The word need means to want something essential for the good of oneself or others, especially in a way that indicates an adverse outcome without that item: “I need some money to pay my rent”; “I need a job so I can get by.” People also talk about the needs of a community or organisation, such as demand for a certain type of business or for particular individuals with specific skills. This use of the term is related to a metaphysical idea about what human beings need to survive, and is common in the fields of philosophy, biology, psychology, sociology, anthropology, business, economics and politics.
The concept of need can be distinguished from the notion of want, in that need carries with it a sense of urgency and lack (often accompanied by the phrase “deficiency”), while want tends towards desires, wishes or aspirations, which are often more abstract, not immediately measurable and may have an uncertain outcome. The distinction between need and want is important in many fields, including philosophy, ethics, sociology, psychology, biology, social work, health care, business, marketing and economics.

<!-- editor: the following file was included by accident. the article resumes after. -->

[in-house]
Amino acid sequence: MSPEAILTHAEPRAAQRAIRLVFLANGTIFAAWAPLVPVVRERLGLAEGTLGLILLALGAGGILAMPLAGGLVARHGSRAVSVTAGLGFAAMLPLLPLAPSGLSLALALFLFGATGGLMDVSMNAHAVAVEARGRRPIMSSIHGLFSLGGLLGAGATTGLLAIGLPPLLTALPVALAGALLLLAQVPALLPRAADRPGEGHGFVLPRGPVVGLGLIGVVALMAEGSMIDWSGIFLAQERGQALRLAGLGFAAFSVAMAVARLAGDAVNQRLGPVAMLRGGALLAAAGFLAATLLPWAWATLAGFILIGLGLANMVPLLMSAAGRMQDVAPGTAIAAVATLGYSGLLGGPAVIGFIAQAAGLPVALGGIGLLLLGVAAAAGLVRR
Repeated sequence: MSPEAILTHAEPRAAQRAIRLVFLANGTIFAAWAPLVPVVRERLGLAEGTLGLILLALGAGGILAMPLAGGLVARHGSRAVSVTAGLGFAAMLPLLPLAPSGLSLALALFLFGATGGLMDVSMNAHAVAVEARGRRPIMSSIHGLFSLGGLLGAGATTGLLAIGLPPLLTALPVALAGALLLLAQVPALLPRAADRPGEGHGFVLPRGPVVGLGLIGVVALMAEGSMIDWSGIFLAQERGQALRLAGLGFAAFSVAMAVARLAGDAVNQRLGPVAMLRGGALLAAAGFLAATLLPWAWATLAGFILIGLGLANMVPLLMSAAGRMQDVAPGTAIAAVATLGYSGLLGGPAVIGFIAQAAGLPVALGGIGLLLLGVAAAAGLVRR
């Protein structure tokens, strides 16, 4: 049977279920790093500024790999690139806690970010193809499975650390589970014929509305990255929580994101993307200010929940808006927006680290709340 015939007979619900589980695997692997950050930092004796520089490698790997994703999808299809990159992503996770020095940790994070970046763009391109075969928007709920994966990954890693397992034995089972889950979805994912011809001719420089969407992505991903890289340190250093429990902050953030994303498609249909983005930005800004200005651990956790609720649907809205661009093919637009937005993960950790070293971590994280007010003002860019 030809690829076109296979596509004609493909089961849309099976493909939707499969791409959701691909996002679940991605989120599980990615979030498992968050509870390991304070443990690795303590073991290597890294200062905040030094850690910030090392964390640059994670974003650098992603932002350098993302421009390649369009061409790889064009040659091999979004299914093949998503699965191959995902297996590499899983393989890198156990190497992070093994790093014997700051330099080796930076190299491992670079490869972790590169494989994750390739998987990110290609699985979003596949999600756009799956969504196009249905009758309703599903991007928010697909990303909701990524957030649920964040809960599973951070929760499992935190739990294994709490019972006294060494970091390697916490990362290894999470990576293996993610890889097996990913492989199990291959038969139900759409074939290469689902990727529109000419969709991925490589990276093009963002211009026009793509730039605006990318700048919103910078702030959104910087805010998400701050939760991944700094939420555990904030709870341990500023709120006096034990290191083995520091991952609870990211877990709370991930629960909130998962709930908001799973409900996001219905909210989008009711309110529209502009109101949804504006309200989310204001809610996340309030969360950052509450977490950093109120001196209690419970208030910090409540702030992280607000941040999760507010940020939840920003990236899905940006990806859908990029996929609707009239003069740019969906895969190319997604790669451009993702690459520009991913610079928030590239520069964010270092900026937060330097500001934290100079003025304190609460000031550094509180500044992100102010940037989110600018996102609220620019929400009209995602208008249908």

In terms of behavioural analysis, need is a key element in the self-actualization theory of Abraham Maslow. His theory identifies several categories of human needs and explains how meeting them leads to higher levels of psychological and emotional fulfilment. Maslow’s hierarchy of needs includes basic physiological and safety needs, such as shelter, food and water; the need for connection and love – which he identified as a fourth level of need, tapping into the need to be loved and to feel part of a group; and the need for personal growth and achievement.
There are a number of ways to approach understanding what you need and want, but the most important is probably to become aware of your feelings, and then to identify the needs that they reveal. In order to meet the needs that you recognise, you may need to find different strategies to fulfil them. For example, if you need to connect with others, you can take steps to find and join groups or clubs that offer this opportunity. You could also try to improve your communication skills so that you can express your needs more effectively.
You need to be able to distinguish between your needs and your wants, so that you can create and execute a budget that will enable you to meet the former whilst also ensuring that you don’t exceed the limits of your ability to meet the latter. This can be difficult, but it is well worth it in the long run, and should help you to keep impulse buys under control. To achieve this, you should practice by asking yourself whether an item is a need or a want before purchasing it. This method can be particularly effective when applied to items such as clothing, cosmetics and electronic gadgets. However, it is likely that you will still struggle to separate some items from your wants.